.35 Whelen is the poor man’s magnum.

I’ve been looking for a sambar rifle that’s powerful enough to put ’em down with a rear end raking shot, but don’t see the need for a magnum. After a lot of soul searching I am inclined to choose the .35 Whelen. What do you think of my choice? Can you tell me a bit about its history? What is the best powder for reloading? Can you suggest a couple of loads for sambar?
– David Rathbone

The .35 Whelen was designed by the custom gunsmithing firm of Griffin & Howe back in the early 1920s and named after Colonel Townsend Whelen. It remained a wildcat for some 65 years before Remington finally adopted it as a factory loaded cartridge. With bullets ranging from 200 to 300 grains the cartridge achieved some early success on game the size of moose with an effectiveness that noticeably surpassed its parent cartridge. Deep penetration is the most noticeable virtue of bullets weighing 200gn and more. Greater velocity retention over long ranges (as long as round nose bullets which have low ballistic coefficients are avoided) is also part of the heavy bullet’s capability. Initially, Remington loaded round-nose bullets which severely handicapped terminal ballistics. Today, they are loading 200, 250 and 286gn pointed soft-point bullets with muzzle velocities of 2675, 2400, and 2360fps respectively. The .35 Whelen can be handloaded to somewhat higher performance levels with 200 and 225gn bullets, but bullets heavier than 250gn result in too much velocity loss. The .35 Whelen is capable of taking most big game under reasonable hunting conditions. It is suitable for sambar at ranges out to say 250 yards. When sighted in for a 200yd zero with the 250gn PSP bullet it drops 12 inches at 250. I’ve gained best results with 225 and 250gn bullets using Reloder 15. A charge of 58.5gn driving the former at 2725fps and with 57gn getting the heavy bullet out at 2475fps. My loads were developed using standard large rifle primers; magnum primers only increase pressures without any velocity gain.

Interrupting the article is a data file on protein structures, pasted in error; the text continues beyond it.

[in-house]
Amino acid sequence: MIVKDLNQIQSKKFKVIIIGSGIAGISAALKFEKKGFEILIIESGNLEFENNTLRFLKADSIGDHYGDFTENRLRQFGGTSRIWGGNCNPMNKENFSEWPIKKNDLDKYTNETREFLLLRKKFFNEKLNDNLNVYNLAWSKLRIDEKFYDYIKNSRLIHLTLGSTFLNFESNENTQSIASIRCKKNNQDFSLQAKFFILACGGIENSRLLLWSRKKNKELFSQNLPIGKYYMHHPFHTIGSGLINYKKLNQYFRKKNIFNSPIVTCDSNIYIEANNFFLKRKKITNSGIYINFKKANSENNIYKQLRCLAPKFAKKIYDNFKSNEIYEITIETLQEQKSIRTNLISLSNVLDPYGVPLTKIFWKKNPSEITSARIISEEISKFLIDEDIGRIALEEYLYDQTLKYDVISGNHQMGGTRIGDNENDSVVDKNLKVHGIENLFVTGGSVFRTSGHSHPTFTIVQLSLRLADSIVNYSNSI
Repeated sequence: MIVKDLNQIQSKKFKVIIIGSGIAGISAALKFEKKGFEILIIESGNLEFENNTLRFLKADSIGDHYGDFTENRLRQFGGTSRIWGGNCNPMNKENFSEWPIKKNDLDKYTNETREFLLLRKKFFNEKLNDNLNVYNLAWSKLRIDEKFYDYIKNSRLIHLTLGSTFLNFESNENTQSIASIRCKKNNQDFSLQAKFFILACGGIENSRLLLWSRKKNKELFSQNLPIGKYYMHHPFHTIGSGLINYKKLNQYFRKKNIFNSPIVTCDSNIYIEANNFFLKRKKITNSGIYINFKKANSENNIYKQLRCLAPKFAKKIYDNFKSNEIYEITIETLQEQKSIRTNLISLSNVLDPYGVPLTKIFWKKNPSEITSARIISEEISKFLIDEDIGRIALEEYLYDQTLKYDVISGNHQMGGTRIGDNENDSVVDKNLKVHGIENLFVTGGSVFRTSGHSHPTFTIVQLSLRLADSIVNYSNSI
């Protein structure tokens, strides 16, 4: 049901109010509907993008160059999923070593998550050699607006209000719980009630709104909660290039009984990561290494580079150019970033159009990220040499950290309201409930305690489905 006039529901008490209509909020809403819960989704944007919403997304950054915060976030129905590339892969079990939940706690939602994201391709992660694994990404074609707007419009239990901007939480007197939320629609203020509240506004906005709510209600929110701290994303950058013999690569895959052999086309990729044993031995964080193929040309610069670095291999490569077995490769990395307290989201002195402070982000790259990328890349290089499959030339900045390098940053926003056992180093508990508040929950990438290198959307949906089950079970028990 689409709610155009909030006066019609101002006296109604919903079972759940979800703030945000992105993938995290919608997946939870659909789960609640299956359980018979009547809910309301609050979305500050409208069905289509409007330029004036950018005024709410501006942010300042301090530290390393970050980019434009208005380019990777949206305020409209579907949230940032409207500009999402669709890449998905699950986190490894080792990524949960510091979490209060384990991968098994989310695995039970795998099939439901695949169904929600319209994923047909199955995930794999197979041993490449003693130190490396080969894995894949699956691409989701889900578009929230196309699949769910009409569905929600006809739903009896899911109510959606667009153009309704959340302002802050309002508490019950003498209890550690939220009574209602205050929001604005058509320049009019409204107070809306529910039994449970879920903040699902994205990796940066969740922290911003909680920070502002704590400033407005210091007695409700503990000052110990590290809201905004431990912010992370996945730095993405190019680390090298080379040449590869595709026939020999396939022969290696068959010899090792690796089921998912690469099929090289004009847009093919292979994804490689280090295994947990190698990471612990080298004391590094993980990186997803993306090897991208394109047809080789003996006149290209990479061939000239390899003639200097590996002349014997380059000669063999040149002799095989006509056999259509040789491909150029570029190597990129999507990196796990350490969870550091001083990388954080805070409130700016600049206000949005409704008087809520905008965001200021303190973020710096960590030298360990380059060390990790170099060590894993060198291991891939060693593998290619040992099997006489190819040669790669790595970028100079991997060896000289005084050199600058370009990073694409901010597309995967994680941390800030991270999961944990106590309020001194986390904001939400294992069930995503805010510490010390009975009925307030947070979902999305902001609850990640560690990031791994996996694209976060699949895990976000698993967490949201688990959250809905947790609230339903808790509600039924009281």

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Nick Harvey

The late Nick Harvey (1931-2024) was one of the world's most experienced and knowledgeable gun writers, a true legend of the business. He wrote about firearms and hunting for about 70 years, published many books and uncounted articles, and travelled the world to hunt and shoot. His reloading manuals are highly sought after, and his knowledge of the subject was unmatched. He was Sporting Shooter's Technical Editor for almost 50 years. His work lives on here as part of his legacy to us all.